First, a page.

DIPTIK Documentary Evidence
- Notes taken throughout the project
DIPTIK commissioned a choreographer and composer to create a work for two instrumentalists with dance training and four dancers with music training. These co-directors were highly experienced and award winning up-and-coming artists, thus were given free rein so to not hinder their creativity and vision for the work. Their methodology for the R&D and the creation of the piece was not discussed with the performers so to not disrupt their natural problem solving and reactive skills, or pollute their minds with end-games during improvisations. Myself and co-founder of DIPTIK were involved in initial planning meetings and the following aims were derived:
- to tear down the wall between musicians and dancers in the performance space,
- to provide a platform for an up-and-coming choreographer and composer to create a high quality cross-art performance work,
- to work with dancers and musicians who were trained in both fields, including two performers using clarinet/bass clarinet and harp.
- to develop a language for communicating a performance piece where dancer-musicians can create sound while moving at the same time,
- to create a work lead by the co-directors, also in collaboration with the dancer-musicians, that pushes the boundaries of dance and music,
- to utilise dancer-musicians but not be restricted by this practice – each performer could vary the music and dance, either alternating roles or performing both simultaneously.
- to explore the relationship between performer and instrument and the scope of possibilities for creating sound and movement simultaneously.
- to include both improvised and choreographed sections for the work
- to provide an audience an entirely new experience of a work where one could not tell the difference between dancers and musicians,
- to perform this piece in the Resolution! 2015 festival at The Place.
What follows comes from my documentation of events having taken part in the process.
Audition Day 21st July 2014
DIPTIK advertised an audition day on a number of UK and London based, international dance notice boards. I have anonymously collected information about dancers’ musical instruments and level of music training, if any, from their applications. I included myself and co-founder of DIPTIK so to take a measure of performers who can identify as dancer-musicians, who were interested in being a part of this project. We had 86 respondents including myself and the co-founder of DIPITK. 53 of these had musical training of varying degrees.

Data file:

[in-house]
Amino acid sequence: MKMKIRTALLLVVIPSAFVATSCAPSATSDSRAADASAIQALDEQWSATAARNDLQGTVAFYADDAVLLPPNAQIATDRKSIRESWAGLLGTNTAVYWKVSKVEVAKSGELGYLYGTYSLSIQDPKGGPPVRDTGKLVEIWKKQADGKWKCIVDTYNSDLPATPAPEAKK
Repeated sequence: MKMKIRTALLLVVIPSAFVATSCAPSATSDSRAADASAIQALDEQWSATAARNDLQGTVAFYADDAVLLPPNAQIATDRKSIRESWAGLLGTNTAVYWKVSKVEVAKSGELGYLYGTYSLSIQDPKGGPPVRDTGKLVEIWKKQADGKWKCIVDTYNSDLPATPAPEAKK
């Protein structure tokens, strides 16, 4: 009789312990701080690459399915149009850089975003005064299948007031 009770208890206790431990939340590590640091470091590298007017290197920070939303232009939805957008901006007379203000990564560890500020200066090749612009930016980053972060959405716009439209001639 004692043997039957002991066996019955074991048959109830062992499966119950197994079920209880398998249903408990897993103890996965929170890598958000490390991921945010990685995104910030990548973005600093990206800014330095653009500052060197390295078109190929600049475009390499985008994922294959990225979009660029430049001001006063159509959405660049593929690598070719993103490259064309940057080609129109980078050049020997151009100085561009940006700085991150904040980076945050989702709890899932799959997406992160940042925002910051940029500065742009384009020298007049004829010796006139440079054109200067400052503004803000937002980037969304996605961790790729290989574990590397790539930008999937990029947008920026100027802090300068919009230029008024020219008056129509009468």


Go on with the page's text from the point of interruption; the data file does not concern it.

Appendix 5 - Graphs
We invited 10 applicants to audition and the decision on this short-list was ultimately up to our directors. The auditions were for the whole project including the R&D, creation period and performance. Our directors wanted performers who could command a space and an audience’s attention just by being present and still. The directors also were looking for well developed improvising skills with lots of imagination and who were not afraid of taking risks. The four strongest applicants were chosen based on their performance in the auditions, three professional dancers highly trained in music and one professional dancer who had little to no music training but had proven a high musical aptitude.
DIPTIK R&D 22nd – 25th July 2014
The first exercises we undertook were in body awareness. We would start with a Yoga warm up then move to exercises such as Deborah Hay’s “take inspiration from what you see” “forget your training” and “turn your fucking head”. This was in an attempt to challenge our preconceptions of movement and how we create it and to in turn make us more aware of our immediate natural impulses. Personally it left my mind clear and focused solely on the ‘here and now’. I felt like I was experiencing my surroundings and sensations as if I had never seen, heard or felt them before.
The directors decided that two concepts needed to be established at the outset of the R&D. The first of these concepts was an aesthetic. The aesthetic needed to consist of a movement style and soundscape. They decided on a minimal, functional movement style as the aesthetic and explained that to achieve this, small, natural movements were key - every movement needed a purpose rather than being choreographed, exaggerated or based in dance technique. The soundscape the directors had decided on was utilising the clarinet/bass clarinet harp, voices and body percussion, so to allow all performers the ability of creating sound.